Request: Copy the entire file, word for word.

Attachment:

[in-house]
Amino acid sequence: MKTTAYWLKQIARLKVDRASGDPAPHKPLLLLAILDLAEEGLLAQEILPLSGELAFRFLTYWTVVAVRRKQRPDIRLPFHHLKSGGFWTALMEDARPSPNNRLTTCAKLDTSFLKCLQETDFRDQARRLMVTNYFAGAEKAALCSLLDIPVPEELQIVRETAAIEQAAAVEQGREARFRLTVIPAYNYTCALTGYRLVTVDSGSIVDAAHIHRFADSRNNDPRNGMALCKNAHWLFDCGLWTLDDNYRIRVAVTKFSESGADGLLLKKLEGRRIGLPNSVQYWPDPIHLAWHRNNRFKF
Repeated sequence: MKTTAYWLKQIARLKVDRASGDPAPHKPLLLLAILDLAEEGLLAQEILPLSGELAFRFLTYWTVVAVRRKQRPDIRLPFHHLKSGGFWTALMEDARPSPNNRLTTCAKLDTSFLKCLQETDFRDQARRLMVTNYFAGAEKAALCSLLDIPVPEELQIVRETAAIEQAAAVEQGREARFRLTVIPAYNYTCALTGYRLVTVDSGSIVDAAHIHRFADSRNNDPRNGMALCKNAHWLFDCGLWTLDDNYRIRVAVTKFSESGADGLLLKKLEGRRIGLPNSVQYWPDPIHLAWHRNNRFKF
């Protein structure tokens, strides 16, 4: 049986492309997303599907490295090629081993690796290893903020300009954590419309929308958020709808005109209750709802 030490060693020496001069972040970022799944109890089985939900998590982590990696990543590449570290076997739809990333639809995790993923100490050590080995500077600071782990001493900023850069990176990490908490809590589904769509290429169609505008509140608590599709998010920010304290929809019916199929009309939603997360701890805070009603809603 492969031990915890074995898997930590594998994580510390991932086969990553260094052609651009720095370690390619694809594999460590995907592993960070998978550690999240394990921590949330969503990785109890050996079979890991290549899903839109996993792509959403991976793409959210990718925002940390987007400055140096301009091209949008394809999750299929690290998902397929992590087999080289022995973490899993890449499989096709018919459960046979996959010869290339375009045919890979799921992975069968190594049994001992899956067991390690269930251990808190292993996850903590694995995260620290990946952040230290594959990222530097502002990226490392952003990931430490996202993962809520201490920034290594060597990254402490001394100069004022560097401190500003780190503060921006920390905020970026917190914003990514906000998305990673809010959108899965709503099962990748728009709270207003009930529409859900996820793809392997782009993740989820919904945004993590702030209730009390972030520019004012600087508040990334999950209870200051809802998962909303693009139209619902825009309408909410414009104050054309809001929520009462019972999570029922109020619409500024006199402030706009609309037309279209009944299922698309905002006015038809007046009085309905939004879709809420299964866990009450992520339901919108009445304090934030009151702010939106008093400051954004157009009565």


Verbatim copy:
[in-house]
Amino acid sequence: MKTTAYWLKQIARLKVDRASGDPAPHKPLLLLAILDLAEEGLLAQEILPLSGELAFRFLTYWTVVAVRRKQRPDIRLPFHHLKSGGFWTALMEDARPSPNNRLTTCAKLDTSFLKCLQETDFRDQARRLMVTNYFAGAEKAALCSLLDIPVPEELQIVRETAAIEQAAAVEQGREARFRLTVIPAYNYTCALTGYRLVTVDSGSIVDAAHIHRFADSRNNDPRNGMALCKNAHWLFDCGLWTLDDNYRIRVAVTKFSESGADGLLLKKLEGRRIGLPNSVQYWPDPIHLAWHRNNRFKF
Repeated sequence: MKTTAYWLKQIARLKVDRASGDPAPHKPLLLLAILDLAEEGLLAQEILPLSGELAFRFLTYWTVVAVRRKQRPDIRLPFHHLKSGGFWTALMEDARPSPNNRLTTCAKLDTSFLKCLQETDFRDQARRLMVTNYFAGAEKAALCSLLDIPVPEELQIVRETAAIEQAAAVEQGREARFRLTVIPAYNYTCALTGYRLVTVDSGSIVDAAHIHRFADSRNNDPRNGMALCKNAHWLFDCGLWTLDDNYRIRVAVTKFSESGADGLLLKKLEGRRIGLPNSVQYWPDPIHLAWHRNNRFKF
């Protein structure tokens, strides 16, 4: 049986492309997303599907490295090629081993690796290893903020300009954590419309929308958020709808005109209750709802 030490060693020496001069972040970022799944109890089985939900998590982590990696990543590449570290076997739809990333639809995790993923100490050590080995500077600071782990001493900023850069990176990490908490809590589904769509290429169609505008509140608590599709998010920010304290929809019916199929009309939603997360701890805070009603809603 492969031990915890074995898997930590594998994580510390991932086969990553260094052609651009720095370690390619694809594999460590995907592993960070998978550690999240394990921590949330969503990785109890050996079979890991290549899903839109996993792509959403991976793409959210990718925002940390987007400055140096301009091209949008394809999750299929690290998902397929992590087999080289022995973490899993890449499989096709018919459960046979996959010869290339375009045919890979799921992975069968190594049994001992899956067991390690269930251990808190292993996850903590694995995260620290990946952040230290594959990222530097502002990226490392952003990931430490996202993962809520201490920034290594060597990254402490001394100069004022560097401190500003780190503060921006920390905020970026917190914003990514906000998305990673809010959108899965709503099962990748728009709270207003009930529409859900996820793809392997782009993740989820919904945004993590702030209730009390972030520019004012600087508040990334999950209870200051809802998962909303693009139209619902825009309408909410414009104050054309809001929520009462019972999570029922109020619409500024006199402030706009609309037309279209009944299922698309905002006015038809007046009085309905939004879709809420299964866990009450992520339901919108009445304090934030009151702010939106008093400051954004157009009565």